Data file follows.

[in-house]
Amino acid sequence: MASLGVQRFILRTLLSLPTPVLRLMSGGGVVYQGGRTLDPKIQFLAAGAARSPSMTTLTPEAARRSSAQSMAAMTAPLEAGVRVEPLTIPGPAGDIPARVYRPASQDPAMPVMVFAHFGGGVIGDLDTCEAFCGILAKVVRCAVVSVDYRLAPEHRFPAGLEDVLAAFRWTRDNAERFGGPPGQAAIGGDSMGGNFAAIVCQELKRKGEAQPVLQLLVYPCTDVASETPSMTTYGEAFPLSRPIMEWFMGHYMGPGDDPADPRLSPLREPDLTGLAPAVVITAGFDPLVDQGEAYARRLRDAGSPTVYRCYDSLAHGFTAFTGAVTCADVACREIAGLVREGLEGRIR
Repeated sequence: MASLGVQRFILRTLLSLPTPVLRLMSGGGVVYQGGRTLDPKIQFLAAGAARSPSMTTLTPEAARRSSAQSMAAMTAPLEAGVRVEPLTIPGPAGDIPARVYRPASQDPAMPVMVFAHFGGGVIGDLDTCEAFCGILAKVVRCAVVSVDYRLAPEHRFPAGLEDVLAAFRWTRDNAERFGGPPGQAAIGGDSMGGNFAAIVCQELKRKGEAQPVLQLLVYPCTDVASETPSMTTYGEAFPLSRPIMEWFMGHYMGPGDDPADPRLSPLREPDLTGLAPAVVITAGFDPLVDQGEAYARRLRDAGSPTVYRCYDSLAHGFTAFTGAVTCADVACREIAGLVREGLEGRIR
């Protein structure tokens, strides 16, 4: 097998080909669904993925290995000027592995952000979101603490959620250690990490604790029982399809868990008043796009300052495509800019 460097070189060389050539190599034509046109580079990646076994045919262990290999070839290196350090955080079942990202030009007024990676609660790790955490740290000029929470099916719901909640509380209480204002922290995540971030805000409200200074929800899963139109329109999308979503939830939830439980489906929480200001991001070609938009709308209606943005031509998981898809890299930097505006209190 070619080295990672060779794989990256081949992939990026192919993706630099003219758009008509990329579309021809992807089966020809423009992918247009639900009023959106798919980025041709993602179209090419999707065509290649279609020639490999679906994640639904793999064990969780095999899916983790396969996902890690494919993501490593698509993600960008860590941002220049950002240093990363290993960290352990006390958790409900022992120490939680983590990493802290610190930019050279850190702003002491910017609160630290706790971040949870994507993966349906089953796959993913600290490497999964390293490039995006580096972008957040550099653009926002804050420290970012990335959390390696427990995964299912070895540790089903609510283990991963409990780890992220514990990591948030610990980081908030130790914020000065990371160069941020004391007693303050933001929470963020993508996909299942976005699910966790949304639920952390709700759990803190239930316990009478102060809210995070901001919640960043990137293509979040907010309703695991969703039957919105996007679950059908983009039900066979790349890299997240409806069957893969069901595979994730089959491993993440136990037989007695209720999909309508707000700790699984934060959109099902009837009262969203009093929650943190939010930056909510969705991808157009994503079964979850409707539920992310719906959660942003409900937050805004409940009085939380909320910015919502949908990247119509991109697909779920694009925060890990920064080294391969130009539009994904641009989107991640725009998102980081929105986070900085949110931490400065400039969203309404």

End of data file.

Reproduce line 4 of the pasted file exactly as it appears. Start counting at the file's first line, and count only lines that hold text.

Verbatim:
């Protein structure tokens, strides 16, 4: 097998080909669904993925290995000027592995952000979101603490959620250690990490604790029982399809868990008043796009300052495509800019 460097070189060389050539190599034509046109580079990646076994045919262990290999070839290196350090955080079942990202030009007024990676609660790790955490740290000029929470099916719901909640509380209480204002922290995540971030805000409200200074929800899963139109329109999308979503939830939830439980489906929480200001991001070609938009709308209606943005031509998981898809890299930097505006209190 070619080295990672060779794989990256081949992939990026192919993706630099003219758009008509990329579309021809992807089966020809423009992918247009639900009023959106798919980025041709993602179209090419999707065509290649279609020639490999679906994640639904793999064990969780095999899916983790396969996902890690494919993501490593698509993600960008860590941002220049950002240093990363290993960290352990006390958790409900022992120490939680983590990493802290610190930019050279850190702003002491910017609160630290706790971040949870994507993966349906089953796959993913600290490497999964390293490039995006580096972008957040550099653009926002804050420290970012990335959390390696427990995964299912070895540790089903609510283990991963409990780890992220514990990591948030610990980081908030130790914020000065990371160069941020004391007693303050933001929470963020993508996909299942976005699910966790949304639920952390709700759990803190239930316990009478102060809210995070901001919640960043990137293509979040907010309703695991969703039957919105996007679950059908983009039900066979790349890299997240409806069957893969069901595979994730089959491993993440136990037989007695209720999909309508707000700790699984934060959109099902009837009262969203009093929650943190939010930056909510969705991808157009994503079964979850409707539920992310719906959660942003409900937050805004409940009085939380909320910015919502949908990247119509991109697909779920694009925060890990920064080294391969130009539009994904641009989107991640725009998102980081929105986070900085949110931490400065400039969203309404």